Robert Seldon Duncanson, Still Life with Fruit and Nuts, 1848
So many of the debates about racism in America never descend the ladder of abstraction down to the concrete level of actual people’s lived experience. Over the past several months I’ve been helped by listening to people who’ve been personally affected by racism. I hope I’ve become more sensitive to the concerns of the African-American community. (I know I still have much further to go.) You can’t read, watch, or listen to the many stories of real people and then conclude racism — individual and structural — isn’t a problem in our nation.
Unfortunately, some in the Christian community dismiss the experience of minorities in our nation, as if experience is always suspect. Austin Suter counters this argument in White People Often Engage Racism As An Idea, Not An Experience.
I often hear the argument that evidence for racism today is purely anecdotal. But these dismissals of experiences of racism are themselves based on experience, but this time experiences that rarely, if ever, endured or witnessed racism. It can be hard for us to believe in the widespread existence of something we have never experienced without humbly listening to the experience of others.
This is not a call to abandon discernment. But as we discern, let us not abandon compassion. We may not always agree on the existence of racism in society or the extent to which it still affects us, but let us compassionately hear the experiences of others. We can begin to have these important conversations without this layer of misunderstanding getting in the way. Let us not love our political narratives of our nation more than we love our friends. Let us talk to our friends with the humility that cares even when it does not understand. And let us pray that God give us all wisdom and grace as we keep loving each other.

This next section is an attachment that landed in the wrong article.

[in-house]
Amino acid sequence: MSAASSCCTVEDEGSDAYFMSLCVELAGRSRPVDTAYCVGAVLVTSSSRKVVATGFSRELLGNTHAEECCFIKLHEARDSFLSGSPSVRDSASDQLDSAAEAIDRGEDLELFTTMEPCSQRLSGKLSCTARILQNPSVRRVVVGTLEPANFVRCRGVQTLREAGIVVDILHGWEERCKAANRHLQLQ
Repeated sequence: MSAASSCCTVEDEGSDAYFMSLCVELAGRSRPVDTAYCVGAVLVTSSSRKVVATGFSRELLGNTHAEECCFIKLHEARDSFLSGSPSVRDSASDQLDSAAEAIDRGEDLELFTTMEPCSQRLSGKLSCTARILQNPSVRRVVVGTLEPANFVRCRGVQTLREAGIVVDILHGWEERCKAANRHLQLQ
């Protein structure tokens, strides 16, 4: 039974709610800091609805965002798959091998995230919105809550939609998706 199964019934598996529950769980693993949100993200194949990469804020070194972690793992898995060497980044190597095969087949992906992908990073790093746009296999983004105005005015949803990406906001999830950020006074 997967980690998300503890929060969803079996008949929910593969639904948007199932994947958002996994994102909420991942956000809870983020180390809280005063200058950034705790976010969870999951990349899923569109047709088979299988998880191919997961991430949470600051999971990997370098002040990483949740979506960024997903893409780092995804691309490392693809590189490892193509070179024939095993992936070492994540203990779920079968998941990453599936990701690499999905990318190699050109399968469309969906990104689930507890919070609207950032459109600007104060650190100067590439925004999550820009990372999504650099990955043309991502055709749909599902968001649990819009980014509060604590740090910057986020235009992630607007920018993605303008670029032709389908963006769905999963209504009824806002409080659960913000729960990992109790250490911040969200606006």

The videos and articles below bring the issue of racism down out of the clouds to the level of human experience. Watch and read and be helped to “weep with those who weep” (Rom 12:15).
A 32-minute Instagram Live video by Dr. Eric Mason (you don’t need an Instagram account to watch). Dr. Mason is an African-American pastor in Philadelphia. I think his church is part of Acts 29. He’s written on racism and the church. This isn’t a lecture. It was recorded the day after George Floyd was killed. Mason talks about his mix of emotions. He prays. He laments. He reads laments sent to him by African-American Christians. Very helpful in understanding how African-American brothers and sisters in Christ feel about what’s going on.
A 21-minute documentary about Dr. John Perkins and his involvement in the civil rights movement. Dr. Perkins is an Evangelical minister, civil rights activist, and author. I have a tremendous amount of respect for Dr. Perkins. Humble. Gospel-saturated. Hopeful.
The son of a sharecropper, John M. Perkins was born into Mississippi poverty. When he was 17 years old, he fled to California after his older brother was murdered by a town marshal.
Although Perkins vowed never to return, after he accepted Christ in 1957, he returned to his boyhood home in 1960 to share the gospel of Christ with those still living in the region. His outspoken support and leadership role in civil rights demonstrations resulted in repeated harassment, imprisonment, and beatings.